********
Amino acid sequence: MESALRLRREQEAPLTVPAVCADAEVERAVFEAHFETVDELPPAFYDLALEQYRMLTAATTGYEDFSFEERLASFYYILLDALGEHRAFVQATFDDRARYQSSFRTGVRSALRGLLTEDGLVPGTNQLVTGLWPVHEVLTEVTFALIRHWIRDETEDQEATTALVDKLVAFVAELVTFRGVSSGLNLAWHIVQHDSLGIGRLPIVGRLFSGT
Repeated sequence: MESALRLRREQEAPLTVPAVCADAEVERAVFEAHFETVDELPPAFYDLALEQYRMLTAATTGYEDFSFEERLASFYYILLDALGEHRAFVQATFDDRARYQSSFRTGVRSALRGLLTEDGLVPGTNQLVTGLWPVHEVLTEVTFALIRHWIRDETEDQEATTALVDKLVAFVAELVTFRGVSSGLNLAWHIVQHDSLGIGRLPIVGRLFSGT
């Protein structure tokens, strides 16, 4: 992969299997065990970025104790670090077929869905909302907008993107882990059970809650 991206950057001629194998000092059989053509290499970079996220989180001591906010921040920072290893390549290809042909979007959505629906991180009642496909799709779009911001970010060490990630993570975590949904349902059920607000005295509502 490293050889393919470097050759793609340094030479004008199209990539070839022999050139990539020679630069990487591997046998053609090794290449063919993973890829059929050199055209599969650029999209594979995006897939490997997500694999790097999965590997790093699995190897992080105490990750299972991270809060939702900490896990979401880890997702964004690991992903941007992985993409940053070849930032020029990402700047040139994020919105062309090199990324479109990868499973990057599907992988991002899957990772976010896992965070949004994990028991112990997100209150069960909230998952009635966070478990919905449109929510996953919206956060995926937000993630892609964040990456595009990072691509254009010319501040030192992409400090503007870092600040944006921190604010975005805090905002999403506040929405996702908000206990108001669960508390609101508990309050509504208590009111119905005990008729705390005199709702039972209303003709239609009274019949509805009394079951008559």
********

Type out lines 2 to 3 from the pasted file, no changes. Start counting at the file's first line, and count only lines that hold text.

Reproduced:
Repeated sequence: MESALRLRREQEAPLTVPAVCADAEVERAVFEAHFETVDELPPAFYDLALEQYRMLTAATTGYEDFSFEERLASFYYILLDALGEHRAFVQATFDDRARYQSSFRTGVRSALRGLLTEDGLVPGTNQLVTGLWPVHEVLTEVTFALIRHWIRDETEDQEATTALVDKLVAFVAELVTFRGVSSGLNLAWHIVQHDSLGIGRLPIVGRLFSGT
């Protein structure tokens, strides 16, 4: 992969299997065990970025104790670090077929869905909302907008993107882990059970809650 991206950057001629194998000092059989053509290499970079996220989180001591906010921040920072290893390549290809042909979007959505629906991180009642496909799709779009911001970010060490990630993570975590949904349902059920607000005295509502 490293050889393919470097050759793609340094030479004008199209990539070839022999050139990539020679630069990487591997046998053609090794290449063919993973890829059929050199055209599969650029999209594979995006897939490997997500694999790097999965590997790093699995190897992080105490990750299972991270809060939702900490896990979401880890997702964004690991992903941007992985993409940053070849930032020029990402700047040139994020919105062309090199990324479109990868499973990057599907992988991002899957990772976010896992965070949004994990028991112990997100209150069960909230998952009635966070478990919905449109929510996953919206956060995926937000993630892609964040990456595009990072691509254009010319501040030192992409400090503007870092600040944006921190604010975005805090905002999403506040929405996702908000206990108001669960508390609101508990309050509504208590009111119905005990008729705390005199709702039972209303003709239609009274019949509805009394079951008559």